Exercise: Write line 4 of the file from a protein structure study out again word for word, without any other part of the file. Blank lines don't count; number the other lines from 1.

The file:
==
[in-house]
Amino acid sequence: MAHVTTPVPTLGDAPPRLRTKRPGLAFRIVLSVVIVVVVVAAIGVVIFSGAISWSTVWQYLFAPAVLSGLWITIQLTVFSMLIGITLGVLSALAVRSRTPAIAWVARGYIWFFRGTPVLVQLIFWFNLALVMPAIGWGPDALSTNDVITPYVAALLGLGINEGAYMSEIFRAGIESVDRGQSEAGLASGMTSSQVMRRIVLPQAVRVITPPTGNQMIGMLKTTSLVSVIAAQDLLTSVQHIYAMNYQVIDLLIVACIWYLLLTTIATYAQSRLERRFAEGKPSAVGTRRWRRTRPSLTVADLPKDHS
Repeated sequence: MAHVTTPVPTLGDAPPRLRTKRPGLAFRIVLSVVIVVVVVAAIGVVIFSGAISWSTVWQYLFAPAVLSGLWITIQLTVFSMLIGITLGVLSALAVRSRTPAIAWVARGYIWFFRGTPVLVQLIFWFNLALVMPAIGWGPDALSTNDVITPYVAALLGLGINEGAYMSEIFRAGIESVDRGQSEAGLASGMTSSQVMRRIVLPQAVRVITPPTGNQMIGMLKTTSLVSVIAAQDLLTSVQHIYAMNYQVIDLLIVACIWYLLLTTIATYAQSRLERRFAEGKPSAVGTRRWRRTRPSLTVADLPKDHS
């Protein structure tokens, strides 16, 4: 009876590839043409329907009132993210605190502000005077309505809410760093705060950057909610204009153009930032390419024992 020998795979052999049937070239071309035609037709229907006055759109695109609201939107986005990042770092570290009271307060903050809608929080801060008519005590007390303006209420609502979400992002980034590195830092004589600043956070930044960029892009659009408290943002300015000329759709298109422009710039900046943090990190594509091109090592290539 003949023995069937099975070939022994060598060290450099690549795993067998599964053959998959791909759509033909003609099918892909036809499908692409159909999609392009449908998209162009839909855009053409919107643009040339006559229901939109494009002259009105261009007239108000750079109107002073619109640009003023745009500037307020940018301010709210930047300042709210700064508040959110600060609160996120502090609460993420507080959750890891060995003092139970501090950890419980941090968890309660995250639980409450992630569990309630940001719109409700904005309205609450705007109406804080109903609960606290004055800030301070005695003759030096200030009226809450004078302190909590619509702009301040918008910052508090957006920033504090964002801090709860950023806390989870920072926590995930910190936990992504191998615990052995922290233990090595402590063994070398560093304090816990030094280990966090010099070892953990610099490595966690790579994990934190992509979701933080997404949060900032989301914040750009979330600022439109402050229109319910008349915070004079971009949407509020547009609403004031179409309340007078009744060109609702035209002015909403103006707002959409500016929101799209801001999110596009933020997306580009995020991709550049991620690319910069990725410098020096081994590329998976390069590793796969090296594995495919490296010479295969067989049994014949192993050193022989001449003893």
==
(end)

């Protein structure tokens, strides 16, 4: 009876590839043409329907009132993210605190502000005077309505809410760093705060950057909610204009153009930032390419024992 020998795979052999049937070239071309035609037709229907006055759109695109609201939107986005990042770092570290009271307060903050809608929080801060008519005590007390303006209420609502979400992002980034590195830092004589600043956070930044960029892009659009408290943002300015000329759709298109422009710039900046943090990190594509091109090592290539 003949023995069937099975070939022994060598060290450099690549795993067998599964053959998959791909759509033909003609099918892909036809499908692409159909999609392009449908998209162009839909855009053409919107643009040339006559229901939109494009002259009105261009007239108000750079109107002073619109640009003023745009500037307020940018301010709210930047300042709210700064508040959110600060609160996120502090609460993420507080959750890891060995003092139970501090950890419980941090968890309660995250639980409450992630569990309630940001719109409700904005309205609450705007109406804080109903609960606290004055800030301070005695003759030096200030009226809450004078302190909590619509702009301040918008910052508090957006920033504090964002801090709860950023806390989870920072926590995930910190936990992504191998615990052995922290233990090595402590063994070398560093304090816990030094280990966090010099070892953990610099490595966690790579994990934190992509979701933080997404949060900032989301914040750009979330600022439109402050229109319910008349915070004079971009949407509020547009609403004031179409309340007078009744060109609702035209002015909403103006707002959409500016929101799209801001999110596009933020997306580009995020991709550049991620690319910069990725410098020096081994590329998976390069590793796969090296594995495919490296010479295969067989049994014949192993050193022989001449003893």